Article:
At Kupona Foundation, we are proud of the progress on the ground in Tanzania, including ongoing construction of the hospital, the strengthening of the maternal and newborn healthcare system in Dar es Salaam, and the hardworking healthcare providers at our CCBRT Disability Hospital who are changing lives every day. The following is an excerpt from the CEO of CCBRT’s New Year’s message. You can read the entire message and see more construction photos on our blog. Stay up to date on our progress and activities by liking us on Facebook or following us on Twitter.
Looking back at 2013, we are incredibly grateful for your support. Thank you for being part of our work.
A message from Erwin Telemans, CEO of CCBRT
“Happy New Year to all of our supporters and friends! The New Year is a time for reflection upon last year’s achievements and successes, and for planning how to build upon these in the year to come. As I reflect upon the year that CCBRT has had, I cannot thank you enough for your support.
Our maternal and newborn healthcare programme was integrated into the organisational strategy for the first time in 2013, and in response the Capacity Building and Maternity and Newborn Hospital teams were merged to form a single, comprehensive programme. Over 248,000 hours were spent on construction of our new Maternity and Newborn Hospital, and the facility is really starting to take shape. Since we started construction in December 2011, 4,620 tonnes of concrete, 81,445 concrete blocks, 22,988 metres of electrical cable and 11,467 square metres of roofing have all been used to create the incredible pictures that you see today. Work will continue at full speed in 2014 as we look to HR recruitment plans and move towards securing the funding required for annual running costs.
Capacity building in the sixteen facilities also continued, with incredible achievements in the improvement of clinical standards across the region of Dar es Salaam since the beginning of the programme in 2010. 56% of sites now provide 24 hour seven day a week Basic Emergency Obstetric care and C-Section rates are moving closer to the WHO recommended guidelines. Furthermore, the average quality assessment scores in the region have increased by 13.6% in the last six months alone, and maternal and neonatal deaths are beginning to decline in the region.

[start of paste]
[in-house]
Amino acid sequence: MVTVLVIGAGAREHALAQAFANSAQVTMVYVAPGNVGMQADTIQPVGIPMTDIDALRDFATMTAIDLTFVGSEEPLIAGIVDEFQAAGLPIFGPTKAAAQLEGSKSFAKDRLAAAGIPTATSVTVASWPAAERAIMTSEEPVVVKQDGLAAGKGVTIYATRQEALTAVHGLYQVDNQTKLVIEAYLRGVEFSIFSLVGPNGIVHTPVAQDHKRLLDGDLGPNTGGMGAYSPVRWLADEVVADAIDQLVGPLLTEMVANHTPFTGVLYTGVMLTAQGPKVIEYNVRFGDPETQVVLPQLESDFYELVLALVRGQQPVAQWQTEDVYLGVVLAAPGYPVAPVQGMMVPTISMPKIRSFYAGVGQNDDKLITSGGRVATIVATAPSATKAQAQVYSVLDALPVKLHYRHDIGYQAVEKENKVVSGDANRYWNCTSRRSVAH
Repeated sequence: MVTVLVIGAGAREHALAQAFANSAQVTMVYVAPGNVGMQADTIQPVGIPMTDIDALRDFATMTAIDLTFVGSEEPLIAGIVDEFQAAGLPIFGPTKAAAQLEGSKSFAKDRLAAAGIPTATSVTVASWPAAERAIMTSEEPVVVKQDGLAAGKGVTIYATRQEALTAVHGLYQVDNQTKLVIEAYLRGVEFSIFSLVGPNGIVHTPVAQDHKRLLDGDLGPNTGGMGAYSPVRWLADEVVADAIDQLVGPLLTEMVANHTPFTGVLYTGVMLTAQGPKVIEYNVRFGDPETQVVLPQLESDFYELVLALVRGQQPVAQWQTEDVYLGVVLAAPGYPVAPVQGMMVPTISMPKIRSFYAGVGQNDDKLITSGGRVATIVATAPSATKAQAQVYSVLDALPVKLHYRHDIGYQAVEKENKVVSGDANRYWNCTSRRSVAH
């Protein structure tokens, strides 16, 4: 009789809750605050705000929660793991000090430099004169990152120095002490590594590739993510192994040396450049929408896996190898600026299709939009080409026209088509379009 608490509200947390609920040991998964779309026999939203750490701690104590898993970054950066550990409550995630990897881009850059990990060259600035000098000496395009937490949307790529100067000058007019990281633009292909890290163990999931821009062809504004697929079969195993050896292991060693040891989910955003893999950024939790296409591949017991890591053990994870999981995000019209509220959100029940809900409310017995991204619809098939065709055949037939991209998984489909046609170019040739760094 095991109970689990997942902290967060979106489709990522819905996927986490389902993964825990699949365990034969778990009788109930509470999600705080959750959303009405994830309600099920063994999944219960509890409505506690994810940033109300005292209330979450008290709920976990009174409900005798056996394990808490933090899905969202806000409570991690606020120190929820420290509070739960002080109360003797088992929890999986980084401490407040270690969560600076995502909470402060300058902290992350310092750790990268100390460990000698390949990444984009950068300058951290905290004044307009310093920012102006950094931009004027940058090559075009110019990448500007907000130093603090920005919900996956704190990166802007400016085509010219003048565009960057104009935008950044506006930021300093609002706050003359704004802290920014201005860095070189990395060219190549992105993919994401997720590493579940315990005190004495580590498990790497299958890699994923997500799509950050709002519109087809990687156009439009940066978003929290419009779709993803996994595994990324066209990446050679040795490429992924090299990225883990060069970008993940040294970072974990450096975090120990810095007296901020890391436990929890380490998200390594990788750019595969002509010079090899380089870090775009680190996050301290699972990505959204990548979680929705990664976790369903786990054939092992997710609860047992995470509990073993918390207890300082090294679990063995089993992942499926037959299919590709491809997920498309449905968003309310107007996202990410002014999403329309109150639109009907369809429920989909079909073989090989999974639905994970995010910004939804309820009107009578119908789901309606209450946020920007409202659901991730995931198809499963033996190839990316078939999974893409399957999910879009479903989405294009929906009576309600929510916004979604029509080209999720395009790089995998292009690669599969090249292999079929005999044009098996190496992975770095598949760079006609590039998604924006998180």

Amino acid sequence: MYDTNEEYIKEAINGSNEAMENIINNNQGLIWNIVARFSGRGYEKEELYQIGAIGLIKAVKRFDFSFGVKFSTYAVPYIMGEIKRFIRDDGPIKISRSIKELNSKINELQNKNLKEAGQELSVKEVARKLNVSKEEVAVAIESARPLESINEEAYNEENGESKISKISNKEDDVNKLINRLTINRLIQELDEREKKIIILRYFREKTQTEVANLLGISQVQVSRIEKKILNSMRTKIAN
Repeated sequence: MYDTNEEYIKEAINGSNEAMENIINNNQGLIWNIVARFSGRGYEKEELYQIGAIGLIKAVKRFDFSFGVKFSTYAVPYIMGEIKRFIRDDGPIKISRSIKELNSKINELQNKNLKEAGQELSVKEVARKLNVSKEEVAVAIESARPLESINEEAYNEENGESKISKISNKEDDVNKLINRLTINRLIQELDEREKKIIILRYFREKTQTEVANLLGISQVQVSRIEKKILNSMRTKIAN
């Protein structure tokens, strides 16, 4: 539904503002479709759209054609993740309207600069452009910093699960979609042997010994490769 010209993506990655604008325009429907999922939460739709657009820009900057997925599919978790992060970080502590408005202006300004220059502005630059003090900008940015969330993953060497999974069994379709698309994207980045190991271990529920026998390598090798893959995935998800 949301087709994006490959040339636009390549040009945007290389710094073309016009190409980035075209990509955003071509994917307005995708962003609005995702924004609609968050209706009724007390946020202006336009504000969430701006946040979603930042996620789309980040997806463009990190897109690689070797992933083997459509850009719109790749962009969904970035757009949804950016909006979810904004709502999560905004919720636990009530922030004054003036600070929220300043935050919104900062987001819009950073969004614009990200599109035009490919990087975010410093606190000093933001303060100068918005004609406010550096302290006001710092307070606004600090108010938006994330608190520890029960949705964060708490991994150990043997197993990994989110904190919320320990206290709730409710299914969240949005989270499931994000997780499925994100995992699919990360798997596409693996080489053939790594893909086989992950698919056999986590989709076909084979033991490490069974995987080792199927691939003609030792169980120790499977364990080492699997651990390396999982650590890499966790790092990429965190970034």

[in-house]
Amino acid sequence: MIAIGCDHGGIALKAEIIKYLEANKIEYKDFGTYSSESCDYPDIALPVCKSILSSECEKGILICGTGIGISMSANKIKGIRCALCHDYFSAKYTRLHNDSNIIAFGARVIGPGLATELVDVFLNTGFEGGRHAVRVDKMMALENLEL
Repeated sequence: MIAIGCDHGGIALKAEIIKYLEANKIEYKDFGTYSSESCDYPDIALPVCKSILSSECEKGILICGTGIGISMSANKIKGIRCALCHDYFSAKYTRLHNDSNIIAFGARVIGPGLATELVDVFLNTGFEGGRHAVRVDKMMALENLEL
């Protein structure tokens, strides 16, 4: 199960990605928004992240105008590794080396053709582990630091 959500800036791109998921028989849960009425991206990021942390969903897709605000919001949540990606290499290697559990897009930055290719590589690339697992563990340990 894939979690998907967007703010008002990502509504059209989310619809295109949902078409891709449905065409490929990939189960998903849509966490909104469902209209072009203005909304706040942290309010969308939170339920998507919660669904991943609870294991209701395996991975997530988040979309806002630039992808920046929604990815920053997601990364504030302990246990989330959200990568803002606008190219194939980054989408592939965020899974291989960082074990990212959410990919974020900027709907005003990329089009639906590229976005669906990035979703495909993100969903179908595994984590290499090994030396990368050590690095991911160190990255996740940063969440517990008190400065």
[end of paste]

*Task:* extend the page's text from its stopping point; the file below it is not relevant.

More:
This year, we continued to break records in the fistula department as we increased the number of surgeries conducted once again. Recent data shows that, with over 680 women treated in both the Disability Hospital and our rural partner facilities, CCBRT is now one of the largest providers of fistula surgery in the world.
As always at this time of year, I am incredibly grateful to all of our staff and supporters who make it possible for us to change the lives of over one million people in Tanzania each year. I hope you all had a wonderful holiday season with your family, and wish you all the best for the year ahead.”
Asha’s* Story (*name changed to protect privacy)
When she was 38 years old, Asha gave birth at home. She was in labor for three days. Tragically, the baby did not survive. After this terrible ordeal, Asha realized that she could no longer control her urine. Her husband left her, unable to deal with the problem. “I did not understand the condition or know whether it could be treated.” Consequently, Asha lived with obstetric fistula for 15 years.